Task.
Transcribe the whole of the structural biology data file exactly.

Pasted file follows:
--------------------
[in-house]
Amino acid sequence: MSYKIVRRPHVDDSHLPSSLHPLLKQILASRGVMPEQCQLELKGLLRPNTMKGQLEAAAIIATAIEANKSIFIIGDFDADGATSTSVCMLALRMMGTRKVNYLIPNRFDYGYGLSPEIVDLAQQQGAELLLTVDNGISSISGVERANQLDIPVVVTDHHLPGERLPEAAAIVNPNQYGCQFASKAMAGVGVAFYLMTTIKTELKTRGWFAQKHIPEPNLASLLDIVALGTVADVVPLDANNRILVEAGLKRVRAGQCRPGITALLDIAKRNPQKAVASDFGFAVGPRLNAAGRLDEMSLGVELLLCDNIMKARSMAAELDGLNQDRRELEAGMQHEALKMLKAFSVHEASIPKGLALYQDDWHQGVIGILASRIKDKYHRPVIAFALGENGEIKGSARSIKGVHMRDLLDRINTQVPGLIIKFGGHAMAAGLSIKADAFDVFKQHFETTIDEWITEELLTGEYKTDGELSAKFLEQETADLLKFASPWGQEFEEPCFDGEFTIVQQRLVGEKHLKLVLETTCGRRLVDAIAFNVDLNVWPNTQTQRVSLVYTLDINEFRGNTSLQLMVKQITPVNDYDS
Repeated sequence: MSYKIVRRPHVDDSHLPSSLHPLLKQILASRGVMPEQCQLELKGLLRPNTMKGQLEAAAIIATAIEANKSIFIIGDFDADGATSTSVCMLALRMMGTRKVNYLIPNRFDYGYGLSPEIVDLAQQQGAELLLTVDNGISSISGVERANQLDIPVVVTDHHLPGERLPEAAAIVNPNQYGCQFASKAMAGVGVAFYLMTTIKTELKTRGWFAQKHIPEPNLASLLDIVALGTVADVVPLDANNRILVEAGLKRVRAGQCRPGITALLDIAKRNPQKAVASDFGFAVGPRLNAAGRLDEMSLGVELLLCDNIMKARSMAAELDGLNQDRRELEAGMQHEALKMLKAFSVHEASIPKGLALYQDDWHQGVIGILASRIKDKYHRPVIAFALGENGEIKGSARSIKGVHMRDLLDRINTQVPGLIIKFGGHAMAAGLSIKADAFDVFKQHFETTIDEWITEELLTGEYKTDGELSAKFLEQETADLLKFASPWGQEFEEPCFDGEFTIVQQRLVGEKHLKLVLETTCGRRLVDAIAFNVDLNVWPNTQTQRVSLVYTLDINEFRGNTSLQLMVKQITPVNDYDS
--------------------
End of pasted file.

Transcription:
[in-house]
Amino acid sequence: MSYKIVRRPHVDDSHLPSSLHPLLKQILASRGVMPEQCQLELKGLLRPNTMKGQLEAAAIIATAIEANKSIFIIGDFDADGATSTSVCMLALRMMGTRKVNYLIPNRFDYGYGLSPEIVDLAQQQGAELLLTVDNGISSISGVERANQLDIPVVVTDHHLPGERLPEAAAIVNPNQYGCQFASKAMAGVGVAFYLMTTIKTELKTRGWFAQKHIPEPNLASLLDIVALGTVADVVPLDANNRILVEAGLKRVRAGQCRPGITALLDIAKRNPQKAVASDFGFAVGPRLNAAGRLDEMSLGVELLLCDNIMKARSMAAELDGLNQDRRELEAGMQHEALKMLKAFSVHEASIPKGLALYQDDWHQGVIGILASRIKDKYHRPVIAFALGENGEIKGSARSIKGVHMRDLLDRINTQVPGLIIKFGGHAMAAGLSIKADAFDVFKQHFETTIDEWITEELLTGEYKTDGELSAKFLEQETADLLKFASPWGQEFEEPCFDGEFTIVQQRLVGEKHLKLVLETTCGRRLVDAIAFNVDLNVWPNTQTQRVSLVYTLDINEFRGNTSLQLMVKQITPVNDYDS
Repeated sequence: MSYKIVRRPHVDDSHLPSSLHPLLKQILASRGVMPEQCQLELKGLLRPNTMKGQLEAAAIIATAIEANKSIFIIGDFDADGATSTSVCMLALRMMGTRKVNYLIPNRFDYGYGLSPEIVDLAQQQGAELLLTVDNGISSISGVERANQLDIPVVVTDHHLPGERLPEAAAIVNPNQYGCQFASKAMAGVGVAFYLMTTIKTELKTRGWFAQKHIPEPNLASLLDIVALGTVADVVPLDANNRILVEAGLKRVRAGQCRPGITALLDIAKRNPQKAVASDFGFAVGPRLNAAGRLDEMSLGVELLLCDNIMKARSMAAELDGLNQDRRELEAGMQHEALKMLKAFSVHEASIPKGLALYQDDWHQGVIGILASRIKDKYHRPVIAFALGENGEIKGSARSIKGVHMRDLLDRINTQVPGLIIKFGGHAMAAGLSIKADAFDVFKQHFETTIDEWITEELLTGEYKTDGELSAKFLEQETADLLKFASPWGQEFEEPCFDGEFTIVQQRLVGEKHLKLVLETTCGRRLVDAIAFNVDLNVWPNTQTQRVSLVYTLDINEFRGNTSLQLMVKQITPVNDYDS